The audio problem with Hero 2 is strange indeed. I tried a couple mono mics (one dynamic, one condenser) and only the later one worked (barely...sounded distant). Then hooked up a stereo mic (broadcast quality Sennheiser) and that didn't work either.
What is the problem with GoPro's audio? No gain controls? High impedance? Did they release that ext. mic jack "improvement" before it was really ready?
Their customer support is enthusiastically vague about all this. They are unwilling (or unable) to recommend a mic they deem workable.

Tom Hardwick February 7th, 2012 03:10 AM

Re: The best audio?
 
The silence in response suggests not many GoPro heros have tried an external mic, Lynne. Thing is, all the mics you mention are near-field mics, that is they're designed to be used close to the sound source. Even if you plugged in an expensive K6/ME66 it still works best close-up, the 'shotgun' tag simply meaning it rejects sound outside its acceptance funnel.

All of us here know pictures are easy and sound is hard.

tom.

Lynne Whelden February 7th, 2012 07:17 AM

Re: The best audio?
 
I feel like starting a thread called "GoPro's Dirty Little Secret!"
I've got 30 (now 23) days to try the Hero 2 and it's like I have to reinvent the wheel. I realize from the get-go it's tough integrating an ext. mic with the camera if for no other reason than it's going to protrude into the frame if it's a shotgun.
Attaching a bracket as some have suggested is not an acceptable solution as that defeats the mobile nature of the camera. Nor do I want to use a separate audio recorder for the same reason...too much fumbling around with extra devices.
Surely there is a "peanut" omni-mic who's internal characteristics mesh well and whose design at least puts the mic elements outside that muffling plastic housing. But what is it? Does one exist? Mum's the word.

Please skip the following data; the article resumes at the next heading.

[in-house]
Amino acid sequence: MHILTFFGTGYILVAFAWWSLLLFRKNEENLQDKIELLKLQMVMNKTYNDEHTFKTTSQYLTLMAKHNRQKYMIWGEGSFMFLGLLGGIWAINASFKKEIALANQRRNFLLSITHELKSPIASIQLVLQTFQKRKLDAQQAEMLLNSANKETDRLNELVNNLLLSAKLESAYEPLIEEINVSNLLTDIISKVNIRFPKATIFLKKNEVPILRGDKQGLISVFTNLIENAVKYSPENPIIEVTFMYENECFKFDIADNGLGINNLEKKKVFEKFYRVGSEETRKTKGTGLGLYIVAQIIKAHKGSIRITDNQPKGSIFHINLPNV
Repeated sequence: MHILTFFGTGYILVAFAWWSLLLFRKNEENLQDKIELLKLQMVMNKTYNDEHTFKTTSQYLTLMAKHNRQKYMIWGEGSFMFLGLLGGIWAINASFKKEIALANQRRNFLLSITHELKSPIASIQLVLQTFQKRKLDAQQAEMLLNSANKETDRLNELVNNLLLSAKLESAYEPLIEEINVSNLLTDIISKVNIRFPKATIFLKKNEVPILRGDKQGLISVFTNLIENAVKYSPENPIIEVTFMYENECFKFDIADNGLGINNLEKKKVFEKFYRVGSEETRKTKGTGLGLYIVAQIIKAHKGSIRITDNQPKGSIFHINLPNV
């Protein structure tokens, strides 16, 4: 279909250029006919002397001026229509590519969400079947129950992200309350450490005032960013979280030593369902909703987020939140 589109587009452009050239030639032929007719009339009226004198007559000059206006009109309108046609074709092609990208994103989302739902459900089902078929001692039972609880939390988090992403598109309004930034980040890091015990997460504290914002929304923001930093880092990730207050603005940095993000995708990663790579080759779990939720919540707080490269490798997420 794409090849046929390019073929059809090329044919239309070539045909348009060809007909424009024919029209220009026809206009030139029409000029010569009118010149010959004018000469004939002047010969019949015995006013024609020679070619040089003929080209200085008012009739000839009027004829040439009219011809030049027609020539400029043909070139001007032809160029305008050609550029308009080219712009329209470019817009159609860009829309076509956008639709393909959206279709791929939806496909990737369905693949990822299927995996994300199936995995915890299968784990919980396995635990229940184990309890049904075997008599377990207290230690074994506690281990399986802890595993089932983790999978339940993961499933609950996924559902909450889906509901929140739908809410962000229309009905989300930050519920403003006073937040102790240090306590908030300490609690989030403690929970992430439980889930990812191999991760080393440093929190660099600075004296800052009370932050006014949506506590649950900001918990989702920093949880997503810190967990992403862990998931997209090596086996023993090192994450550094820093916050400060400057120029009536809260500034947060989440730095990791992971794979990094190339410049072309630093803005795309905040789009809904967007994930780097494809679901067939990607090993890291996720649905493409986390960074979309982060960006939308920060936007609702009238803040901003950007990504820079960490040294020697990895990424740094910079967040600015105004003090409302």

You're right...audio is fudged by most users because everything's music-driven these days. Shoot and make a music video out of it. What ever happened to cinema verite?
I

Hart Boyd February 8th, 2012 10:56 AM

Re: The best audio?
 
Have up looked at the Sony ECM-DS30P Compact Stereo Microphone with 1/8" Stereo Mini Connection.

You have to use the skeleton housing and it has a swivel point where it almost points forward once inserted in the GoPro and comes with a windscreen.

http://www.bhphotovideo.com/c/product/388984-REG/Sony_ECMDS30P_ECM_DS30P_Compact_Stereo.html

Lynne Whelden February 8th, 2012 02:14 PM

Re: The best audio?
 
Funny how the GoPro customer service folks simply drop the ball on this issue. They're supposed to get back within 24-48 hrs...well, it's been like 4 days and I'm still waiting.

Anyway, funny you should mention the Sony mic. I just ordered that this AM along with the Olympus ME-51S to try out. (I get the impression the Sony mic's going to project waaaaay out, being as long as the GoPro camera itself is! The Olympus, on the other hand, is more T-shaped but without a windscreen.)

There is not an easy solution. Shotguns aren't practical. Cheap give-away thumbtack mics (like $1) hardly seem worth considering. Of course, the weak link may very well be NOT the mic but the camera's audio processing. Maybe that's why a one-dollar mic can actually be considered a legitimate contender! Jeesh, what a world we live in.